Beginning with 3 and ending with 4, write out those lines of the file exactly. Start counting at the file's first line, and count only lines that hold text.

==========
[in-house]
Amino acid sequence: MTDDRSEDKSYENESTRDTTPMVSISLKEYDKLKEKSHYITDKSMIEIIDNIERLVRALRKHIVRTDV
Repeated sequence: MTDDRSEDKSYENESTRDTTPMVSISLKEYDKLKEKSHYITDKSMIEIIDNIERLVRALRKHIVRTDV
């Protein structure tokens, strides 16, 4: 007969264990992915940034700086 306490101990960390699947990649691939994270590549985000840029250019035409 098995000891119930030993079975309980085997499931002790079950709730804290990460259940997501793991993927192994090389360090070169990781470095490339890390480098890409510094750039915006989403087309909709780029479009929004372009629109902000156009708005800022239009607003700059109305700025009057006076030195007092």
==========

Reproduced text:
Repeated sequence: MTDDRSEDKSYENESTRDTTPMVSISLKEYDKLKEKSHYITDKSMIEIIDNIERLVRALRKHIVRTDV
């Protein structure tokens, strides 16, 4: 007969264990992915940034700086 306490101990960390699947990649691939994270590549985000840029250019035409 098995000891119930030993079975309980085997499931002790079950709730804290990460259940997501793991993927192994090389360090070169990781470095490339890390480098890409510094750039915006989403087309909709780029479009929004372009629109902000156009708005800022239009607003700059109305700025009057006076030195007092």